A variable signal aligned at the heart of the Milky Way intrigues scientists


Astronomers have discovered unusual signals coming from the direction of the center of the Milky Way. The radio waves do not fit any currently understood model of a variable radio source and could suggest a new class of stellar objects.

“The strangest property of this new signal is that it has a very high polarization. This means that its light oscillates in only one direction, but this direction rotates over time,” said Ziteng Wang, lead author of the novella. study and doctoral student. at the University of Sydney School of Physics.

“The brightness of the object also varies considerably, by a factor of 100, and the signal turns on and off seemingly randomly. We’ve never seen anything like it.”

Many types of stars emit variable light across the electromagnetic spectrum. With the tremendous advances in radio astronomy, the study of variable or transient objects in radio waves is a huge field of study that helps us reveal the secrets of the Universe. Pulsars, supernovae, blazing stars, and fast radio bursts are all types of astronomical objects that vary in brightness.

“At first we thought it might be a pulsar – a very dense type of spinning dead star – or a type of star that emits huge solar flares. But the signals from this new source don’t match. what we expect from these types of celestial objects,” Wang said.

The discovery of the object was published today in the Astrophysical Journal.

Mr Wang and an international team, including scientists from Australia’s national science agency CSIRO, Germany, the United States, Canada, South Africa, Spain and France discovered the object at using the ASKAP radio telescope at CSIRO in Western Australia. Follow-up observations were made with the South African Radio Astronomy Observatory’s MeerKAT telescope.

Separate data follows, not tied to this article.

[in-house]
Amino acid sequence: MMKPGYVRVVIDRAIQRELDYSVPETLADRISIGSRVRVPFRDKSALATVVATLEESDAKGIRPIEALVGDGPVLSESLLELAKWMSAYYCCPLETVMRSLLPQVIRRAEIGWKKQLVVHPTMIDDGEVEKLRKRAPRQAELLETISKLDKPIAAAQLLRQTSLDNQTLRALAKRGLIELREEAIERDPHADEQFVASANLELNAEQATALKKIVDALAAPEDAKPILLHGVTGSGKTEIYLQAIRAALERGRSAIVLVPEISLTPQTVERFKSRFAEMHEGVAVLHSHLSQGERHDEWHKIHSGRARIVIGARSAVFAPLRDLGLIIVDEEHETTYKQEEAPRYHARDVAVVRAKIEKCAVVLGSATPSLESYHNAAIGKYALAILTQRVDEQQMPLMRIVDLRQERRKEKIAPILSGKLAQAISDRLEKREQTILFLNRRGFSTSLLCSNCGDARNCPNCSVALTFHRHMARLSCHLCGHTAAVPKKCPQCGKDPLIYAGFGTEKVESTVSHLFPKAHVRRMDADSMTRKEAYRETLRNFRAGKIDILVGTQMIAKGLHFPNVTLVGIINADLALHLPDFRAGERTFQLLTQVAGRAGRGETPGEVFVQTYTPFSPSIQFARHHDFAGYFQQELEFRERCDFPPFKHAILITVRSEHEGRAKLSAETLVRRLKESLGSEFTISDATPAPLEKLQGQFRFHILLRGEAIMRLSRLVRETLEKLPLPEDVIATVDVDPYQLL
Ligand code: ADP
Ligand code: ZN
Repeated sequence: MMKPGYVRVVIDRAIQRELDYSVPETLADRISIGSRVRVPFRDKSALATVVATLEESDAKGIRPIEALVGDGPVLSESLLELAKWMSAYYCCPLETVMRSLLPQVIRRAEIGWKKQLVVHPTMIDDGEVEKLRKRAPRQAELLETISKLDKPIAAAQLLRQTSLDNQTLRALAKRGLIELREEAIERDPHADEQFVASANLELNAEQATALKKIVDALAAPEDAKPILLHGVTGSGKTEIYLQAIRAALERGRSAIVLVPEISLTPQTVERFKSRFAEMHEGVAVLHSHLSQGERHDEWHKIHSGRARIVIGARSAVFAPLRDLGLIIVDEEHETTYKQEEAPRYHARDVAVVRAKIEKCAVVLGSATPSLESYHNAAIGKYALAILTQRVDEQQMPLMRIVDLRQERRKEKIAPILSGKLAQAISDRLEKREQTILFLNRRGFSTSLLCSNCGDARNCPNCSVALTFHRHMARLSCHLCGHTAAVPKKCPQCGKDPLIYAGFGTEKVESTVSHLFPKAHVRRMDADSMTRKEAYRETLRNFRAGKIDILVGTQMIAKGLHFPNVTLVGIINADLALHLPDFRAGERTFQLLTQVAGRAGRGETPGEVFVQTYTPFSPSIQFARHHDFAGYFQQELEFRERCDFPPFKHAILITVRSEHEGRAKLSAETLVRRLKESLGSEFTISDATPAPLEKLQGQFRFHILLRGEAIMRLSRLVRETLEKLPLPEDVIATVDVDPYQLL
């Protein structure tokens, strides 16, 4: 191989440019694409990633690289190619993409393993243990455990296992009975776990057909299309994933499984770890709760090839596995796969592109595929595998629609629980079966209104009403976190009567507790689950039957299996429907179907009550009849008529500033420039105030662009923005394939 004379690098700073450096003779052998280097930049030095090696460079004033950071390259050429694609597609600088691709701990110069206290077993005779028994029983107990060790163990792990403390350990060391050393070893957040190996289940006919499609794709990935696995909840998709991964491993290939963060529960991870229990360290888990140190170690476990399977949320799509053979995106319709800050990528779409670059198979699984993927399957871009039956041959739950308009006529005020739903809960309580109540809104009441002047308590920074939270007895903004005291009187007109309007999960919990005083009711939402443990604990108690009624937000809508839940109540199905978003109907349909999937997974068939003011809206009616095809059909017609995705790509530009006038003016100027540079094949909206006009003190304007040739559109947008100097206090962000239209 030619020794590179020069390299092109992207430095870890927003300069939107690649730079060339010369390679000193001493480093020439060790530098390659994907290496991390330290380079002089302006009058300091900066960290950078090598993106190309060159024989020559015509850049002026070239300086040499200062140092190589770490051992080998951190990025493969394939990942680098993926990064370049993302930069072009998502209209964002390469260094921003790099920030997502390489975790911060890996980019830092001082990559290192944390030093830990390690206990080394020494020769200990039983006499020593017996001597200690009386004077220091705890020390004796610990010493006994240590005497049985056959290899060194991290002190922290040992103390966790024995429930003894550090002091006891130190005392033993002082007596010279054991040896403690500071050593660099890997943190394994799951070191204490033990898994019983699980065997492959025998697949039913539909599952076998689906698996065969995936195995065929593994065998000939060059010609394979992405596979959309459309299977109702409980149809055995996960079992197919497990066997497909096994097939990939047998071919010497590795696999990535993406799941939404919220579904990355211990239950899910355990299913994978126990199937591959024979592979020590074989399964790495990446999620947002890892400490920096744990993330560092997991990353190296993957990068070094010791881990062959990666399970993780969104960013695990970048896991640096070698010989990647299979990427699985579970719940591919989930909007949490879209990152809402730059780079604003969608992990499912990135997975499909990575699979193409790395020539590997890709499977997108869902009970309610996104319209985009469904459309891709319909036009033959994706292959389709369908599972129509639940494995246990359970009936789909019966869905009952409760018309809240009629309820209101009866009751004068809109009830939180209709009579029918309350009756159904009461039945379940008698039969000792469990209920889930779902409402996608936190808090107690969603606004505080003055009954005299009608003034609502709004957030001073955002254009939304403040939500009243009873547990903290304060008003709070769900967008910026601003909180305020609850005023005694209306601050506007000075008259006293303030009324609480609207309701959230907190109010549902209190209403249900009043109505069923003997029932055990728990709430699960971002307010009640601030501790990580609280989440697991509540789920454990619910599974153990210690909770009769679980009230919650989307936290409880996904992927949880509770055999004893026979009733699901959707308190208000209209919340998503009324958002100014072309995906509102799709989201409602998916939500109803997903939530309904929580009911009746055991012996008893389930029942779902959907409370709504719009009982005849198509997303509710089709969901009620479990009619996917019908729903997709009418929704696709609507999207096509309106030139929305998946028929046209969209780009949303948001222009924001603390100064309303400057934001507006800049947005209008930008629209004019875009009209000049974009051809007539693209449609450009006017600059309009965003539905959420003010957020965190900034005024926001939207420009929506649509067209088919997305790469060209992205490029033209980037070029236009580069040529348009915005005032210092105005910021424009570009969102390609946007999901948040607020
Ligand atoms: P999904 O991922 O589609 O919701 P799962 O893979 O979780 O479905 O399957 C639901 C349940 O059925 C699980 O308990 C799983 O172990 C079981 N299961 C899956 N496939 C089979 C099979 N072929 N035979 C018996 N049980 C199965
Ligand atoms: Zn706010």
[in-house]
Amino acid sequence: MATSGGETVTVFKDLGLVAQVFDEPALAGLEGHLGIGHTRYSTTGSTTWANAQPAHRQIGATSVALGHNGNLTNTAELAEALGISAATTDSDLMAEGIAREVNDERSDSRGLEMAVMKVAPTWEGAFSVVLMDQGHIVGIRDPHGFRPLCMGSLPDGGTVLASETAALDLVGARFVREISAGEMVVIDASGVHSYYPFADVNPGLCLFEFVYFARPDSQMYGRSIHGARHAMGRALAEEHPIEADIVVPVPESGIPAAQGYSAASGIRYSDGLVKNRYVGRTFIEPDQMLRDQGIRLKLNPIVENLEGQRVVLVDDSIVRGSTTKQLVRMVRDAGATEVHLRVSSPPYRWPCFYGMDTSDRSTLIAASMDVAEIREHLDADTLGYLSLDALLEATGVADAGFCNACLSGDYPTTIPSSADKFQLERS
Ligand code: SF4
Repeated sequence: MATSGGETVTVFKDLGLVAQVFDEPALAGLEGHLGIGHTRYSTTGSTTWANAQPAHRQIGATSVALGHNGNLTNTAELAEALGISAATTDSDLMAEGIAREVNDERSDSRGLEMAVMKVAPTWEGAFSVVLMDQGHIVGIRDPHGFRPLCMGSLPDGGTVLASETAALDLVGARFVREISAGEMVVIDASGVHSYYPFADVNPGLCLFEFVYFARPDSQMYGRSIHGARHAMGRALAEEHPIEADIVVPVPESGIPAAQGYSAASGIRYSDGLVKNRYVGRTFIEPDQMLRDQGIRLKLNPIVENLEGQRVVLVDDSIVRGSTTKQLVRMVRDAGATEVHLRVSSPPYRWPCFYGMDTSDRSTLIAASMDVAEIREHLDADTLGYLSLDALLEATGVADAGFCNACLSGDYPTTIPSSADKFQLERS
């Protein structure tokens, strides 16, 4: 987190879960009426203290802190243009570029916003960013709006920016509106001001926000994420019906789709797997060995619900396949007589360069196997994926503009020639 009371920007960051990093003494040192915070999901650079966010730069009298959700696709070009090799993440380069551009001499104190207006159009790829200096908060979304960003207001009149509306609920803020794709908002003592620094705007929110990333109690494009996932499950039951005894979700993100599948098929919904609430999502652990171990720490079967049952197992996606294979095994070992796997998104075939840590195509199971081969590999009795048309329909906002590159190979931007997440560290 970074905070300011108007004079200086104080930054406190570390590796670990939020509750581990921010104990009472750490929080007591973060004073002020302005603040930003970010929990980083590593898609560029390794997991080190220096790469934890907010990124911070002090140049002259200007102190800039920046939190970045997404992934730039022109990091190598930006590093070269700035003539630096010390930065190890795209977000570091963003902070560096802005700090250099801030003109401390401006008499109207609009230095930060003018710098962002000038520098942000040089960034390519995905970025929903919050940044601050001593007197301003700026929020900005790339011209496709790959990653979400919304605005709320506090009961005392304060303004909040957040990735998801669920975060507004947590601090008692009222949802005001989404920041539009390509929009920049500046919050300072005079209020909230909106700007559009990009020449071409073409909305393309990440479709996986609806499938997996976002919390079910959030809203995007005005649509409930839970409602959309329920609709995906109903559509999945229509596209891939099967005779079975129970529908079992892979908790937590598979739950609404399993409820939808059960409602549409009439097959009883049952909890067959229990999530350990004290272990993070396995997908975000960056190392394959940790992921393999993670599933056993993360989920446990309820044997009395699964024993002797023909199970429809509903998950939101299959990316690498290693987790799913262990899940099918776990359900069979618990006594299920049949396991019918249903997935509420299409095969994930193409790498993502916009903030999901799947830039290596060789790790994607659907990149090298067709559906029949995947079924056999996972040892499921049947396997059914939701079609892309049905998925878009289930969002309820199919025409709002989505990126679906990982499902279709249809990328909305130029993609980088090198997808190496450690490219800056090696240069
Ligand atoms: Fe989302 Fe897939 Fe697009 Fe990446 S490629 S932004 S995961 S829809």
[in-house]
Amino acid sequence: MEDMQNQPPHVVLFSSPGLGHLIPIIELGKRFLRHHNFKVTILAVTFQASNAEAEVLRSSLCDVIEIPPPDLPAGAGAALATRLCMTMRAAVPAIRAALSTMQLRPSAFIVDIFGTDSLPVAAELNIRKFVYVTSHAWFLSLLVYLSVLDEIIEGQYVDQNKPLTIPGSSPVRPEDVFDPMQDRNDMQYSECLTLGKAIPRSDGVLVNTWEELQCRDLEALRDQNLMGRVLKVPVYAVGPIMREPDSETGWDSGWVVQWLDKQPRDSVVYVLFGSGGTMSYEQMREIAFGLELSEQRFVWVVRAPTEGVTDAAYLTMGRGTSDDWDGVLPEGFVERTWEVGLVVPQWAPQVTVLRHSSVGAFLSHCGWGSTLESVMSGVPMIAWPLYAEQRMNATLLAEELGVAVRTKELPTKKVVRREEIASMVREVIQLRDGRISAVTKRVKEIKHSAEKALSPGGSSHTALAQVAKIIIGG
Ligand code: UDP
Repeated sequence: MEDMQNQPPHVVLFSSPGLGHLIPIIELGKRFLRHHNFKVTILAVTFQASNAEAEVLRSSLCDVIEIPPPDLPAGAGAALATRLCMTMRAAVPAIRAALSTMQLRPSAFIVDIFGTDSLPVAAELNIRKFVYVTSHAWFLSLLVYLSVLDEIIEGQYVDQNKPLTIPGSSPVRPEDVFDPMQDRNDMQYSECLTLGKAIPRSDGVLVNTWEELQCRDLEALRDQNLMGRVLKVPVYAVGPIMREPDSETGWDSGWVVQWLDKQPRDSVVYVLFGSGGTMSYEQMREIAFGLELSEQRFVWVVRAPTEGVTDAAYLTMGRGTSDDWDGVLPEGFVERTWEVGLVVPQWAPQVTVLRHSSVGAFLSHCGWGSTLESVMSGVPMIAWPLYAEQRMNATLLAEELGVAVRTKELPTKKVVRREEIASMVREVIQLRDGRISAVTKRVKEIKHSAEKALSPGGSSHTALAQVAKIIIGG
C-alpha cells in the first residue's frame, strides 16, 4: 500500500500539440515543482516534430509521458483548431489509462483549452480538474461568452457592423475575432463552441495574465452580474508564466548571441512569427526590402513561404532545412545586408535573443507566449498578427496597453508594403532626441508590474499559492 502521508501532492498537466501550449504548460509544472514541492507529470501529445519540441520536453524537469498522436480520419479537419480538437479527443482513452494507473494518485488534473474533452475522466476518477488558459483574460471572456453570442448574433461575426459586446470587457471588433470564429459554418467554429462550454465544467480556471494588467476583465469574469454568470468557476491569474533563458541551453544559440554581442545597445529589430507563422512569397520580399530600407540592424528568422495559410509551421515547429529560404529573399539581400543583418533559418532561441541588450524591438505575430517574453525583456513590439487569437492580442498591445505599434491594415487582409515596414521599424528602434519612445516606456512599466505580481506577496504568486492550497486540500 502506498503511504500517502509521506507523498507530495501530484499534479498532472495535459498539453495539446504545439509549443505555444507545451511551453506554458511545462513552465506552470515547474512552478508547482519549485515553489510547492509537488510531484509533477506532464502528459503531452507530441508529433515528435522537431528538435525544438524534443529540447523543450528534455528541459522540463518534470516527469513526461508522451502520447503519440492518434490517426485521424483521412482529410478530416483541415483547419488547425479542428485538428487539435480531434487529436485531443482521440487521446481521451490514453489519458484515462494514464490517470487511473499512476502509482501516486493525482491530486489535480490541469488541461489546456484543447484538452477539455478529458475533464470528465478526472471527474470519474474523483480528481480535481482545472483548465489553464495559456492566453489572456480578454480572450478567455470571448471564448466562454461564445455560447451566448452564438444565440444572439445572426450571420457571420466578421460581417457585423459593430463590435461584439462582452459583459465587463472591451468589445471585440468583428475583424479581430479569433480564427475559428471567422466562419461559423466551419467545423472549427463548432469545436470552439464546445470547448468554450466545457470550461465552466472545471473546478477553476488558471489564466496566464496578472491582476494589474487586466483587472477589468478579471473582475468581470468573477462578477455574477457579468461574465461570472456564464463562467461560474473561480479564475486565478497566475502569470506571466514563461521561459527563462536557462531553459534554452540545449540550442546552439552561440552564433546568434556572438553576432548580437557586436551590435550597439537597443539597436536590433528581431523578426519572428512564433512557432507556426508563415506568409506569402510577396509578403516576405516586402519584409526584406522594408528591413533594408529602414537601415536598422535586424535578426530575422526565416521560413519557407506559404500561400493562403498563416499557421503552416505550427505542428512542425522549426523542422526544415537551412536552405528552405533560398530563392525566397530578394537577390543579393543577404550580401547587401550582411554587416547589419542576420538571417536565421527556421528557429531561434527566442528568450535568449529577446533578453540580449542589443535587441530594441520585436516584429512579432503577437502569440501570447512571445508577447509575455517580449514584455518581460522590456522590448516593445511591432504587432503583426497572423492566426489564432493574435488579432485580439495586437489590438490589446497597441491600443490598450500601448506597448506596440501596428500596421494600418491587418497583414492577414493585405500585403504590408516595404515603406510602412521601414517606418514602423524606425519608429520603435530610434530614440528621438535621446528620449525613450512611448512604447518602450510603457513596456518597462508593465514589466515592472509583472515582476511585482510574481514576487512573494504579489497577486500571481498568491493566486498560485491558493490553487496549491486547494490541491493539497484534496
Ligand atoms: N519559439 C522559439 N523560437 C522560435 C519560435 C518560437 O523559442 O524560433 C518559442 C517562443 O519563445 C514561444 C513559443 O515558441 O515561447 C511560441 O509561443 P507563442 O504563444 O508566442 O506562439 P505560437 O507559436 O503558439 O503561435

Mr Wang’s thesis supervisor is Professor Tara Murphy, also from the Sydney Institute of Astronomy and the School of Physics.

Professor Murphy said: “We have been scouring the skies with ASKAP for new unusual objects with a project known as Variables and Slow Transients (VAST), throughout 2020 and 2021.

“Looking towards the center of the Galaxy, we found ASKAP J173608.2-321635, named after its coordinates. This object was unique in that it started out invisible, became bright, faded and then reappeared. This behavior was extraordinary.”

After detecting six radio signals from the source for nine months in 2020, astronomers attempted to find the object in visual light. They found nothing.

They turned to Parkes’ radio telescope and still failed to detect the source.

Professor Murphy said: “We then tried the more sensitive MeerKAT radio telescope in South Africa. Because the signal was intermittent, we observed it for 15 minutes every few weeks, hoping we would see it again.

“Fortunately, the signal returned, but we found that the behavior of the source was dramatically different – the source disappeared in a single day, even though it had lasted for weeks in our previous ASKAP observations.”

However, this new discovery did not reveal much more about the secrets of this transient radio source.

Mr Wang’s co-director, Professor David Kaplan of the University of Wisconsin-Milwaukee, said: “The information we have has parallels with another emerging class of mystery objects known as the Galactic Center. Radio Transients, including one dubbed the “cosmic burper”.

“While our new object, ASKAP J173608.2-321635, shares some properties with GCRTs, there are also differences. And we don’t really understand those sources, anyway, so that adds to the mystery.”

Scientists plan to keep a close eye on the object to look for more clues as to what it could be.

“Within the next decade, the transcontinental Square Kilometer Array (SKA) radio telescope will come online. It will be able to make sensitive maps of the sky every day,” Professor Murphy said. “We hope the power of this telescope will help us solve mysteries like this latest discovery, but it will also open vast new swaths of the cosmos to exploration in the radio spectrum.”

Video showing an artist’s impression of signals from space: https://www.youtube.com/watch?v=J_eGd9Ps9fE&t=5s


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